Chad Green began his big-league career as a starter before shifting to the bullpen. In a way, serving as the 'opener' for Saturday night's game is a return to his roots.
For Green, though, his first two starts since 2017 don't resemble those he used to make. Instead, Green is simply the opener -- he will start the game, but is not expected to pitch more than two innings before giving way to the rest of his bullpen mates. The Yankees' bullpen is well-rested, as long men Luis Cessa, David Hale, Nestor Cortes Jr. and Jake Barrett can all provide length for Friday's game.
But why have the Yankees come to this point?
Injuries have the Yankees' pitching staff on short supply of starters. Five rotation arms are on the Injured List: Luis Severino, James Paxton, CC Sabathia, Jordan Montgomery and Jonathan Loaisiga. Those five would make up a pretty competent rotation in their own right if they were all healthy.
That leaves the Yankees with just three healthy starters left: Masahiro Tanaka, J.A. Happ and Domingo German. While Cessa and minor-leaguer Chance Adams have started games for the Yankees before, they have been primarily used out of the bullpen this year and are not stretched out. The Yankees really have no other choice than to throw out a Triple-A arm.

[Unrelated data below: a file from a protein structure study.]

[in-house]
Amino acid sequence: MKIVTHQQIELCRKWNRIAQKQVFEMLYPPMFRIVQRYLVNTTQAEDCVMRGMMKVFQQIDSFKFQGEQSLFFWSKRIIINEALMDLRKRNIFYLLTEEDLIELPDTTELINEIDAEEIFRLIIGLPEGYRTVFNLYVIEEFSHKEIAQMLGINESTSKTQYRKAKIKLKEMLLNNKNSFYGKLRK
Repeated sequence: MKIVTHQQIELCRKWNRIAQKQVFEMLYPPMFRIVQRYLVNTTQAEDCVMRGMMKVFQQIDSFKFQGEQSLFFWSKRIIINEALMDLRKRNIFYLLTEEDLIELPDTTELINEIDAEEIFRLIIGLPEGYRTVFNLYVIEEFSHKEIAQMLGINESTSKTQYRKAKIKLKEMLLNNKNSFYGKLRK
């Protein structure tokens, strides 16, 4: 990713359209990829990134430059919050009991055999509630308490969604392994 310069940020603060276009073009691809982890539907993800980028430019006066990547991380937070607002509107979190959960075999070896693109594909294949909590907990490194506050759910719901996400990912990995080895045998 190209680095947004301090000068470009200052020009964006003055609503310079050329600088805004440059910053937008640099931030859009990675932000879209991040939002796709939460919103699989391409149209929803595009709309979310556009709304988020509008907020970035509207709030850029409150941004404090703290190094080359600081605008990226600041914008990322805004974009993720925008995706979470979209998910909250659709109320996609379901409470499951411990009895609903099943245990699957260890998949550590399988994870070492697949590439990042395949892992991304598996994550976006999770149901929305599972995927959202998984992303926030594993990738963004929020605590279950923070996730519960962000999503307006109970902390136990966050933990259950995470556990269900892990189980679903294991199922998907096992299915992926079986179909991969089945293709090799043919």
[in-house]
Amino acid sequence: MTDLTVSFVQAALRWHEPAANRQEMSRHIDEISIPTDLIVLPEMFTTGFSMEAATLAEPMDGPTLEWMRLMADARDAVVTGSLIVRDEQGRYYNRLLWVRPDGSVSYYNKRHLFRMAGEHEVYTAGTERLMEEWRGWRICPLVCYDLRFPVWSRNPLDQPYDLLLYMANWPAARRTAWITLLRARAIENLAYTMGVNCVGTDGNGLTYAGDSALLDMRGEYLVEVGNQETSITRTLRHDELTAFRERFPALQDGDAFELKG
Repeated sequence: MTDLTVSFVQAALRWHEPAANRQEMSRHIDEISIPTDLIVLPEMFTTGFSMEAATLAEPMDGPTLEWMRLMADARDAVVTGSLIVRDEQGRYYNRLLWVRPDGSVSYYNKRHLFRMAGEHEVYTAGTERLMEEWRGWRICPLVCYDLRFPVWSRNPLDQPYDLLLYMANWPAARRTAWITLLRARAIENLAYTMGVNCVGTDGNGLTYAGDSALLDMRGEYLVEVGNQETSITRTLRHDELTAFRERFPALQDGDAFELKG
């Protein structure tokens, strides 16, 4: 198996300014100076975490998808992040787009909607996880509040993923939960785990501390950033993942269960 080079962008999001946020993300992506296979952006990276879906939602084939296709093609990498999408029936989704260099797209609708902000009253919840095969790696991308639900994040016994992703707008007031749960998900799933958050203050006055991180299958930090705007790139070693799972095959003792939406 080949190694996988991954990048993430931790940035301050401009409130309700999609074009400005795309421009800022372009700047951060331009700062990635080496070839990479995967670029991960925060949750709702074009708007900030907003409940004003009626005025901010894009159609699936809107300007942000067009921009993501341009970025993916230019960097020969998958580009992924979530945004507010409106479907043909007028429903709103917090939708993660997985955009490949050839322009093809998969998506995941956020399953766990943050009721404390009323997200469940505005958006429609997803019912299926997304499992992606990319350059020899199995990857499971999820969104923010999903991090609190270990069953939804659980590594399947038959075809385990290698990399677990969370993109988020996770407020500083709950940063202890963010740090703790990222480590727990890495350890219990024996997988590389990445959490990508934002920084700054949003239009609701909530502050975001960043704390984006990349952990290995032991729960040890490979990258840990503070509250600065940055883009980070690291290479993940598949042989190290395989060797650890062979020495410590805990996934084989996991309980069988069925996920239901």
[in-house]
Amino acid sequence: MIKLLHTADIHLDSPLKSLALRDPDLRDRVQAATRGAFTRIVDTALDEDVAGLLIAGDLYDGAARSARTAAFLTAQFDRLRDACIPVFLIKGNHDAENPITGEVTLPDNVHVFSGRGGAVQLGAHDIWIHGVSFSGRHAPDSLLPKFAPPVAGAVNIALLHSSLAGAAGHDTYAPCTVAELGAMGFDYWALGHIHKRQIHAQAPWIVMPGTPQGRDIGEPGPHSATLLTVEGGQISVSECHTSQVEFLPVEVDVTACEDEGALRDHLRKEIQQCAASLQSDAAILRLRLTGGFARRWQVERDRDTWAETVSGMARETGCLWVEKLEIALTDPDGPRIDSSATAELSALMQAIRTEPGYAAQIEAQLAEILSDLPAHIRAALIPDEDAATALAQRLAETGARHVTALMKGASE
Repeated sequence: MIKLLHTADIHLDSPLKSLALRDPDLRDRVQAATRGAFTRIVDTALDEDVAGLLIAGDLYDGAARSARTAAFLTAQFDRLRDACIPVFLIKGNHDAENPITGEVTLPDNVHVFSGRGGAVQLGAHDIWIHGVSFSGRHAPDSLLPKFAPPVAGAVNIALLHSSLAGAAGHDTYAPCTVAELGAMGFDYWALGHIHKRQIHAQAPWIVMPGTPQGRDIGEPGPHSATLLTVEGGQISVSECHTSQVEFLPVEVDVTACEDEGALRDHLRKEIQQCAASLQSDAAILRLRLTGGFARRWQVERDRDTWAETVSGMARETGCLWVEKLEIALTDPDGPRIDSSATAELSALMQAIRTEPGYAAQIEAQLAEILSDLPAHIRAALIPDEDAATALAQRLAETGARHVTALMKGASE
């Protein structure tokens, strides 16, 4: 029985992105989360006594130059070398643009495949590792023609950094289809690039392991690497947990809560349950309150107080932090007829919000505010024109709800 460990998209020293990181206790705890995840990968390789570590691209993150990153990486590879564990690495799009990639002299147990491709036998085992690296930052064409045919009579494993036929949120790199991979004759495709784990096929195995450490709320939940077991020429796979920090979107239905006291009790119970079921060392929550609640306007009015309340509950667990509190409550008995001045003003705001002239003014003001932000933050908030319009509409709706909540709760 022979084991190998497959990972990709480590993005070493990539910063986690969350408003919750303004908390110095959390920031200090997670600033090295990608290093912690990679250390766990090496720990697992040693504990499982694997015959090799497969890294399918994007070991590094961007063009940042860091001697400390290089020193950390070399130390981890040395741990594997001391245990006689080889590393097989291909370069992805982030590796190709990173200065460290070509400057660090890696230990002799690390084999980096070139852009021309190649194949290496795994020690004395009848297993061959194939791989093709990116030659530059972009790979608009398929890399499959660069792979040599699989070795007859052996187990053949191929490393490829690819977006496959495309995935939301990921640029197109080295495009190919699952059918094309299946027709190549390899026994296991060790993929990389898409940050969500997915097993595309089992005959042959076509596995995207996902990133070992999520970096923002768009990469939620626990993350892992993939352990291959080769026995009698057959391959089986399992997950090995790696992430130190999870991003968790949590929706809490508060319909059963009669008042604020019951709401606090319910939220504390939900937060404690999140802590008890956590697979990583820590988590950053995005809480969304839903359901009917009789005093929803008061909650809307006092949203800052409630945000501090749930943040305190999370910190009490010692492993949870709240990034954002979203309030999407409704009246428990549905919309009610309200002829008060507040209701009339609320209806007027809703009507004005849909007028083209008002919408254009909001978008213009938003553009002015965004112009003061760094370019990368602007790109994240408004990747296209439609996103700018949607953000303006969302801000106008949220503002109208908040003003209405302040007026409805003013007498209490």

In a certain sense, that's what they are doing on Friday against the Royals. After Green goes through the first one or two innings, Cortes, Hale or Cessa will pitch for multiple innings like a conventional starter.
So why bother sending out Green to start things off?
The point of the opener is to bring in a more trusted reliever to set down the top of the order, where the best hitters line up. Green can work through the top Royals hitters, which include Whit Merrifield, Adalberto Mondesi, Alex Gordon and Jorge Soler.
Despite Green's struggles this year, it's easy to see why Boone would trust him to face the Royals' best hitters more than Cortes or Hale, who are little more than minor-league depth arms. Kansas City's lineup isn't very strong to begin with, but the one bit of trouble could come from that pesky top half.
So, here's the likely plan: Green will pitch to the first 4-6 batters before giving way to Cortes or Hale for the weaker bottom half of the order. Then, Boone can turn to Cessa, who has been quietly effective this year, for the next two innings.
After that, five innings will be in the books, around the time the bullpen would normally start getting warmed up anyway. The usual crew of Adam Ottavino, Tommy Kahnle, Zack Britton and Aroldis Chapman would close things out in the late innings.
While it sounds like a solid plan, things can and will go wrong. With a 10-man bullpen though, Boone will have more than enough options to put out any fires.
The Yankees have already done this twice before, both resulting in wins against the Rays (13-5 this year and 4-1 last season). The Yankees aren't going to try this strategy out against the Red Sox or Astros, but against a cellar-dwelling Royals team, what's the worst that could happen?
Like it or not, the "opener" is here to stay. For a Yankees team deprived of starters, it presents a viable option for a game that's not particularly high-leverage. Over time, baseball has become more data-driven than ever. If the computer says that the Yankees have a better win probability by having Green come in first, then the Yankees will do it.